I‘ve written plenty about how the conservative war on critical race theory proves the merit of the academic study. And, next to the blatant attempts by Republican legislators to redistrict their states’ congressional maps to dilute Black voting power, there’s possibly no clearer example of this than the passing of laws that prohibit teaching any lessons that might cause students racial anguish or discomfort—because those laws are demonstrably made for the benefit of white students, and no one else.
Florida Gov. Ron DeSantis set the tone for this through his anti-woke, pro-white fragility protection bill that purports to stop teachers from making all students feel racial discomfort, not just white students, but then he turned right around and approved lessons that teach enslaved people benefited from slavery and accepted learning materials from a proud racist who teaches that Frederick Douglass would have agreed with America’s choice to prioritize white supremacy over ending slavery—Black student discomfort be damned.
We never hear about these state officials ditching right-wing-friendly lesson plans like these once Black students and parents start complaining because those policies aren’t for us. But all that has to happen for pro-Black literature or lesson plans to get the axe in these school districts is one or two white people have to complain. That’s it.
In July, we reported that scholar, activist and author Ta-Nehisi Coates quietly attended a Lexington-Richland Five School Board meeting prompted by the South Carolina district’s decision to end a Chapin High School AP Language teacher’s lesson on Coates’ 2015 nonfiction bestseller, Between the World and Me, a book that took the form of a three-part letter from Coates to his teenage son chronicling his lived experiences as a Black man in America. A few students reportedly complained that the lesson made them “uncomfortable” and “ashamed to be Caucasian,” and that was all that mattered. Now, it has been reported that the teacher at the center of the controversy has been ordered to stop giving lessons on the book after two students and two parents complained.
According to the Washington Post, six months ago, two students reported Chapin High School English teacher Mary Wood to the school board for giving her all-white class a lesson on Coates’ book.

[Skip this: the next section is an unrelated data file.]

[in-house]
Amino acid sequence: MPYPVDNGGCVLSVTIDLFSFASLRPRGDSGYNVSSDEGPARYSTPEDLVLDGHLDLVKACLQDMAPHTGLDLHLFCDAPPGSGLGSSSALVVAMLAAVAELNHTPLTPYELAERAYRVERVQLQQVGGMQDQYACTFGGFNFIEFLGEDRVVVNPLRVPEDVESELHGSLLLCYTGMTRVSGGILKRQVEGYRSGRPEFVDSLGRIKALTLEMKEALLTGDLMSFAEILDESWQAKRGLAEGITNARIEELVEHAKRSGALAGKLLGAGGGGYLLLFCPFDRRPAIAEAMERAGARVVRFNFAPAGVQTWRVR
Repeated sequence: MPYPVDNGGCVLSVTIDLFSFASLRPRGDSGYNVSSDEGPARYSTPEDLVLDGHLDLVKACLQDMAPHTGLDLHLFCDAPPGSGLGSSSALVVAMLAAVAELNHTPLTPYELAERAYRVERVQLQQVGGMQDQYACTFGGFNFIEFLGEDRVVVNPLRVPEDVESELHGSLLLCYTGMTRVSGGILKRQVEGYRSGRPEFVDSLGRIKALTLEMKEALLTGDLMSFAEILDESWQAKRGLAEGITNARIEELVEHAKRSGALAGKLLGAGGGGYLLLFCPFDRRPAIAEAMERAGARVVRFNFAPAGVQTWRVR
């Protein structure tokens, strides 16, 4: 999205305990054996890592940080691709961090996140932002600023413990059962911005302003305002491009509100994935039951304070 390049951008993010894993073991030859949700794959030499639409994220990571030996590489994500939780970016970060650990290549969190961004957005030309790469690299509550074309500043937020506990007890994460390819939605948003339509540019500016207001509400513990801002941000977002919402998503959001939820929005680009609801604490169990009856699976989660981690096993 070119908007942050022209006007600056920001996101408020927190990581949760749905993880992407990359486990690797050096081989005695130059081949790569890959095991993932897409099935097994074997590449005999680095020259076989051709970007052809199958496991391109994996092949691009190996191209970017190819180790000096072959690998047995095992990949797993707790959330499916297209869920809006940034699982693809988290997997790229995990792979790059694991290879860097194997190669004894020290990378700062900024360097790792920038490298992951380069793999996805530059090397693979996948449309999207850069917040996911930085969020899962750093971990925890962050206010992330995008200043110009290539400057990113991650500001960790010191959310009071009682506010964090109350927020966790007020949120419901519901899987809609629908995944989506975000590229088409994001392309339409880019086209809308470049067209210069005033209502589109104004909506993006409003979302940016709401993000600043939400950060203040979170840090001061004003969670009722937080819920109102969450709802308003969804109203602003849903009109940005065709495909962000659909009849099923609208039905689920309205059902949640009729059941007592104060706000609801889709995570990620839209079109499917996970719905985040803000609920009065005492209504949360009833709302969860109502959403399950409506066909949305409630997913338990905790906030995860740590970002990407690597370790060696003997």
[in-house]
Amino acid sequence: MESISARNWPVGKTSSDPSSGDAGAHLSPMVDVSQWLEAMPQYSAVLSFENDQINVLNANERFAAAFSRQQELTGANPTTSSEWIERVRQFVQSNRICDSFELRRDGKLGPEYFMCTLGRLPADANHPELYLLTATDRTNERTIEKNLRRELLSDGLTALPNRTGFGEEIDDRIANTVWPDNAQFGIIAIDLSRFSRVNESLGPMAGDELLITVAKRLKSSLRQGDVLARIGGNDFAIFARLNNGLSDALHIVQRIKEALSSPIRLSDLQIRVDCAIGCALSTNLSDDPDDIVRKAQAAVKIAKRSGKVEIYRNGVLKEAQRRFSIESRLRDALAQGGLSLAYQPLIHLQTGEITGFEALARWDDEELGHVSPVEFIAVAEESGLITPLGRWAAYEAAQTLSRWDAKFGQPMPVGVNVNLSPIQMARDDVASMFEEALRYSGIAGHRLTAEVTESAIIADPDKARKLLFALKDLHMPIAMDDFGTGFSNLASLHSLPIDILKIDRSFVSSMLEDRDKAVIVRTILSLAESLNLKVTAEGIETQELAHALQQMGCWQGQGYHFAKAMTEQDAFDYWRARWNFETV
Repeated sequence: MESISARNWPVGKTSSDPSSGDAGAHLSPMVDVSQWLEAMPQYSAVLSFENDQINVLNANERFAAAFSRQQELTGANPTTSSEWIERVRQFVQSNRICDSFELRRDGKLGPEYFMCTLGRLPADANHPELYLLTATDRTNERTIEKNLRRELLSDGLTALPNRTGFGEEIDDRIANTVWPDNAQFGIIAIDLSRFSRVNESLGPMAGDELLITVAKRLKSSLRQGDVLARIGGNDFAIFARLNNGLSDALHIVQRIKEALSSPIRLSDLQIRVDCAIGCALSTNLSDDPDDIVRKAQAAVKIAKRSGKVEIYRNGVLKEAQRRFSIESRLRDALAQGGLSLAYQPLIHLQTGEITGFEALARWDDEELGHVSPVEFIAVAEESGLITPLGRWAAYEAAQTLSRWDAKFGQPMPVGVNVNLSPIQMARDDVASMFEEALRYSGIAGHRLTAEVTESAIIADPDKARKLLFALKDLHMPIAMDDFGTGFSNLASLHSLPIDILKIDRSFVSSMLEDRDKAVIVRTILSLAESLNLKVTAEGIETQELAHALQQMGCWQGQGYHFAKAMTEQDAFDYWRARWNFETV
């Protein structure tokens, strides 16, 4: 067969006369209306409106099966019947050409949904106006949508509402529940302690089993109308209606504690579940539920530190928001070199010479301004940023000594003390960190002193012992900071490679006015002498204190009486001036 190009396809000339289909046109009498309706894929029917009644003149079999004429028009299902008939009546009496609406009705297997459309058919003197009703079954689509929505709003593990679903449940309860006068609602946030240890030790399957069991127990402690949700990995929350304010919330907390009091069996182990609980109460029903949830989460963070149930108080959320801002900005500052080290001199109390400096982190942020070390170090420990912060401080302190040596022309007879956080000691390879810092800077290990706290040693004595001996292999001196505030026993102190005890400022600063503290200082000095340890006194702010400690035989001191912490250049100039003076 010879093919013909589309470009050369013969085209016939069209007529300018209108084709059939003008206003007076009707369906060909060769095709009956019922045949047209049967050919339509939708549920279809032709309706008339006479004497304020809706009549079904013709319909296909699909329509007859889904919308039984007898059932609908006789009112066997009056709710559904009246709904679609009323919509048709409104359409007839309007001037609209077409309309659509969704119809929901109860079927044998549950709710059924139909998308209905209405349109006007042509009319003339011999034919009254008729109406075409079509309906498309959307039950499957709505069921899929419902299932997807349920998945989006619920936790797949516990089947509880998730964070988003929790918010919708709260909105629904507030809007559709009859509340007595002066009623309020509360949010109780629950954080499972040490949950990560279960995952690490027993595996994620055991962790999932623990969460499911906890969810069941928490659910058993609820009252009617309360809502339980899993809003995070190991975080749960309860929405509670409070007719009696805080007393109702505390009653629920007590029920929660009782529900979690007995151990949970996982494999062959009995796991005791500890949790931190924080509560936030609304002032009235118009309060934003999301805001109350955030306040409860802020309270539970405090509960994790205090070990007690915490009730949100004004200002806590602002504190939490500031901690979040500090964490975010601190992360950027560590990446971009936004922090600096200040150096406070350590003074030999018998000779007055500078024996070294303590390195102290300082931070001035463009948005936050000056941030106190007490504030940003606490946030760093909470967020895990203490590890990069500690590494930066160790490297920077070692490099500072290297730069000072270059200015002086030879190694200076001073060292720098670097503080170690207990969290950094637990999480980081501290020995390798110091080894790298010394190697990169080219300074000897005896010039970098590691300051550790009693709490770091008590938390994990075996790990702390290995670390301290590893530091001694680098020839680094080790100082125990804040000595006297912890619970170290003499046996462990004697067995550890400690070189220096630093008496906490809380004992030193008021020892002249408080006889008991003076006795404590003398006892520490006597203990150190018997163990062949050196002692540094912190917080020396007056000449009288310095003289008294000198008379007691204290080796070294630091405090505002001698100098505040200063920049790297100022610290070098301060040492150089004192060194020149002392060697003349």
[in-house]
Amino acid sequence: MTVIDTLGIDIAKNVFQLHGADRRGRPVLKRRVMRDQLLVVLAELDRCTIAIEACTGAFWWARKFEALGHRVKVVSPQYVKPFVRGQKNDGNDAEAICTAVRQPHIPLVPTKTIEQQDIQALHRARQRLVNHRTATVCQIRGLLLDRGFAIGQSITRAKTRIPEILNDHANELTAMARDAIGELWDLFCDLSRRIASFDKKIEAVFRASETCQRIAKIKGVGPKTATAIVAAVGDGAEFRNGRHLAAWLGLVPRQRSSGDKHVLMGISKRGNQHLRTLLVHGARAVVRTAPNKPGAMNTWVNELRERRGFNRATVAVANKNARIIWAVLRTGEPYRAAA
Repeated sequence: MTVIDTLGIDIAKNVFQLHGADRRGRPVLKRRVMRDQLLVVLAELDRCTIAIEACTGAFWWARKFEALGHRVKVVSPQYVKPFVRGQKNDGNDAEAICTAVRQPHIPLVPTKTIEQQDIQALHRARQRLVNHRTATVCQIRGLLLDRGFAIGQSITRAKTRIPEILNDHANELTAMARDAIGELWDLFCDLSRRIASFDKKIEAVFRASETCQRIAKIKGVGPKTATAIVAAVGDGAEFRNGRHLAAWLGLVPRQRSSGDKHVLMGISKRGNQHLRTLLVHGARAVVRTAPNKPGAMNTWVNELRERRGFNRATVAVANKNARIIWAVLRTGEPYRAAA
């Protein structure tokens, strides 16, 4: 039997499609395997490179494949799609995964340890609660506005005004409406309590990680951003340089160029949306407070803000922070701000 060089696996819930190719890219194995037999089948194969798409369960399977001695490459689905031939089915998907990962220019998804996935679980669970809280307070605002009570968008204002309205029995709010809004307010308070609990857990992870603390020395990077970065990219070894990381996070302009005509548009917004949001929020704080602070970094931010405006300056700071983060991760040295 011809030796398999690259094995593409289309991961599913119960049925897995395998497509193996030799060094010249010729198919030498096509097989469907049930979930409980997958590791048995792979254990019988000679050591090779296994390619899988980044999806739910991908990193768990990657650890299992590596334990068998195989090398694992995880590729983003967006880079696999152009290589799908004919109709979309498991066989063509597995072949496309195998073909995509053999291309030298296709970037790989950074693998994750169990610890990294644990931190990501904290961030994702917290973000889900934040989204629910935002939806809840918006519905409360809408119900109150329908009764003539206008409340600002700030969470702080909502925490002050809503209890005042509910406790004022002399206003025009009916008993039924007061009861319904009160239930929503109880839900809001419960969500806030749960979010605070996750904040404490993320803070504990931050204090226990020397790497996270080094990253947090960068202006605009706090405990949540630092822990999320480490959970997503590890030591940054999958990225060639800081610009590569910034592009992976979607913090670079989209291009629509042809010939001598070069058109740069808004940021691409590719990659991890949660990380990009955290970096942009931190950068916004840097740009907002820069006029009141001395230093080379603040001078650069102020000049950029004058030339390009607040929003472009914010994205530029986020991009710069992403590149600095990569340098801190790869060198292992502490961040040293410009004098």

From the Post:
The students wrote in emails that the book — and accompanying videos that Wood, 47, played about systemic racism — made them ashamed to be White, violating a South Carolina proviso that forbids teachers from making students “feel discomfort, guilt, anguish, or any other form of psychological distress” on account of their race.
Reading Coates’s book felt like “reading hate propaganda towards white people,” one student wrote.
At least two parents complained, too. Within days, school administrators ordered Wood to stop teaching the lesson. They placed a formal letter of reprimand in her file. It instructed her to keep teaching “without discussing this issue with your students.”
Here’s a simple truth: Black people really can’t tell our stories without white people getting deep in their fragile feelings. This has always been the case.
There’s no Black historical story that can be taught in its entirety while omitting any references to white supremacy. It’s impossible. All of the achievements of Black figures and heroes throughout American history happened in the face of systemic racism. White people are the antagonists in our stories—our true stories—and that doesn’t sit right with them. So, our stories need to be invalidated and hidden from the classroom unless they are watered down until white people are satisfied. That’s what is going on here.
And, again, in South Carolina, all it took was a small handful of Caucasian complainers.
Wood, who is white, was only able to teach lessons on Between the World and Me for two days before white fragility put an end to it. Former students of hers recently told the Post that most students found her lessons engaging and students were allowed to debate and share dissenting opinions, and that Wood never took sides. But other students were salty and disengaged, so the students who appreciated the lessons simply didn’t matter.
“I understand in AP Lang we are learning to develop an argument and have evidence to support it, yet this topic is too heavy to discuss,” one opposing student wrote. “I actually felt ashamed to be Caucasian.”
“I feel, to an extent, betrayed by Mrs. Woods,” the second student wrote. “I feel like she has built up this idea of expanding our mind through the introduction of controversial topics all year just to try to subtly indoctrinate our class.”
It’s interesting how the complaining students knew just the right language they needed to use in order to sound just like the Republican politicians who are doing their damnedest to make non-whitewashed Black studies illegal. And, again, all it took was these two white students.
A teacher in South Carolina was reported by her students for teaching Ta-Nehisi Coates’s “Between the World and Me.”
The students explained that the book made them ashamed to be White, violating a clause forbidding teachers from making students “feel discomfort, guilt, anguish,… pic.twitter.com/fjYkqnBSS6
— philip lewis (@Phil_Lewis_) September 19, 2023
Wood was ordered to immediately stop teaching Coates’ work and was given a formal letter of reprimand. for many parents, that wasn’t enough. They wanted her fired. Wood is still employed but now, according to the Post, she is reluctant to give any lessons that might be deemed controversial. And there it is.
This is exactly how white supremacy works. This is what CRT examines. This is the America that makes Black people feel racial anguish and discomfort.
But that doesn’t matter.
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